As analytics have become more sophisticated, users have moved from descriptive to predictive, and more recently, to prescriptive analytic techniques. Each provides a different view of data and can help deliver a different analytically driven use case. The human factor prevalent in all three types is now being replaced by automation giving way to a new type of analytic that Tom Davenport describes as "Automated Analytics". These more sophisticated styles of analytic provide companies with the means to act faster and interact with customers in a more personalized fashion. These innovations open the door to concerns for privacy and highlight the line between innovation and privacy concerns. The question at hand is; can prescriptive and automated analytics create more harm than good under certain circumstances?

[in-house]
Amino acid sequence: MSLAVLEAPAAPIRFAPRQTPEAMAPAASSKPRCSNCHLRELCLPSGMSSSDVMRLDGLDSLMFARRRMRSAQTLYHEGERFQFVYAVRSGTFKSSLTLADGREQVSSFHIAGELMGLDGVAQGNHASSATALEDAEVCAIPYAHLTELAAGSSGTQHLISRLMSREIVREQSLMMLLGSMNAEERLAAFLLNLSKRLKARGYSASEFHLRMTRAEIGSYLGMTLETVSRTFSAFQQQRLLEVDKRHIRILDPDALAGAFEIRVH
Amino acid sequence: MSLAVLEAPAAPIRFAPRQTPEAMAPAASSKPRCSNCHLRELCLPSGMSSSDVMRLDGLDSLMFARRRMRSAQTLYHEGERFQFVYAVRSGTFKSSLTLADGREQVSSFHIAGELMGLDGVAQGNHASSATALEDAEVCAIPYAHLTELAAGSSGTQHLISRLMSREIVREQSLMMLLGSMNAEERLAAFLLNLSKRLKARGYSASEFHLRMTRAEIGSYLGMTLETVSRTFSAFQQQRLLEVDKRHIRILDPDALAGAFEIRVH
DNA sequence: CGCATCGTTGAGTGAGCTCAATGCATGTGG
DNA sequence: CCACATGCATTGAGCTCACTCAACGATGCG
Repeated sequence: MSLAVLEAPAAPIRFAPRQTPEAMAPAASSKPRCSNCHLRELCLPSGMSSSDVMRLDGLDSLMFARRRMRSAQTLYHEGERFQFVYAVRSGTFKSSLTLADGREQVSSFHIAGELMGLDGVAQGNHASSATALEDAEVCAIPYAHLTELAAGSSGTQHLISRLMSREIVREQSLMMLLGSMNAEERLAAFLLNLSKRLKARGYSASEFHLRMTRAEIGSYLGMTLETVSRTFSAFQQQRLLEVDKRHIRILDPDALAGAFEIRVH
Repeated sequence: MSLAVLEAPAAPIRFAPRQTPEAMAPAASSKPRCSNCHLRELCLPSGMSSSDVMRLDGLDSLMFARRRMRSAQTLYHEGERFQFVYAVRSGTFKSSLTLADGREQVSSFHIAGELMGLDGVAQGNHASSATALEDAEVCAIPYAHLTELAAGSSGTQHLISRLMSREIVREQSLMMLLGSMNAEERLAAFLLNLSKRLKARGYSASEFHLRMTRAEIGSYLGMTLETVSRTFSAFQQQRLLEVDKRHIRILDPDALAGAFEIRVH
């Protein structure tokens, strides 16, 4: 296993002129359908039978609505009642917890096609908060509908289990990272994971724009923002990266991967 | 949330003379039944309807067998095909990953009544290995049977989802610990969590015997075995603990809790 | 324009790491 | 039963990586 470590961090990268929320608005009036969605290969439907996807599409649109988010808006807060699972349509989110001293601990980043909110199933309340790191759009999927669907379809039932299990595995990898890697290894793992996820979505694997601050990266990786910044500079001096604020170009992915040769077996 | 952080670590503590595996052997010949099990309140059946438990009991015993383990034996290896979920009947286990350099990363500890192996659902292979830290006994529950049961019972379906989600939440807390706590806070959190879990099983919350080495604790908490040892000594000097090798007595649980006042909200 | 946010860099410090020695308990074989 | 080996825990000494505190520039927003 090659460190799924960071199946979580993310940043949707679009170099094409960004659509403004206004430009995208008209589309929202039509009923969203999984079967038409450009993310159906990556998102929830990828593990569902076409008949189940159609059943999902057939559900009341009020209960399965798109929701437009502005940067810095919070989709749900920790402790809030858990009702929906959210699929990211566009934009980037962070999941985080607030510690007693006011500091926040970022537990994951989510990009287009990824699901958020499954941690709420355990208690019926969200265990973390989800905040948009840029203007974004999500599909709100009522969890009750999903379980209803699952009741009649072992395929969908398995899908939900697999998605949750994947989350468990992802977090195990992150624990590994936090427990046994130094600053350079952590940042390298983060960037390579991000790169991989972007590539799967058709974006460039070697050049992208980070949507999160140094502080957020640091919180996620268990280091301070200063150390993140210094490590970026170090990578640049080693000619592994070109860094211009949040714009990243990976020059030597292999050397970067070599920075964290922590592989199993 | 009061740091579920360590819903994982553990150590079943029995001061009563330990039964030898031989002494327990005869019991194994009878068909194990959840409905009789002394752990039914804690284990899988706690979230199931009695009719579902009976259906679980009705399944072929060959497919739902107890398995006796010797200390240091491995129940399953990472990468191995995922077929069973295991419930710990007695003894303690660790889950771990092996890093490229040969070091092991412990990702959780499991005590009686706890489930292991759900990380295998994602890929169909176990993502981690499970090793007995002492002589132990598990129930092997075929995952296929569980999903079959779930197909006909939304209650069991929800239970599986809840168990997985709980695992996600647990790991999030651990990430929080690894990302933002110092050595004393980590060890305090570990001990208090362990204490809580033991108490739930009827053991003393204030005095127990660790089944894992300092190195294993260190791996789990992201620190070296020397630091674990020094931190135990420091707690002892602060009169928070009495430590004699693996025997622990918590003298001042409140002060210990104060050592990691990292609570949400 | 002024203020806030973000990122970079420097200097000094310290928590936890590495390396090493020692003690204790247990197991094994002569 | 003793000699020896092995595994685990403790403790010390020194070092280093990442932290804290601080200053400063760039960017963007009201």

In this week’s #ThinkChat segment, Tom Davenport, John Thompson, and I discuss the need for communication, context, and transparency when leveraging advanced analytics and the importance of serving customers not surprising them.

#ThinkChat Conversation with Tom Davenport, John Thompson Part 2 of 8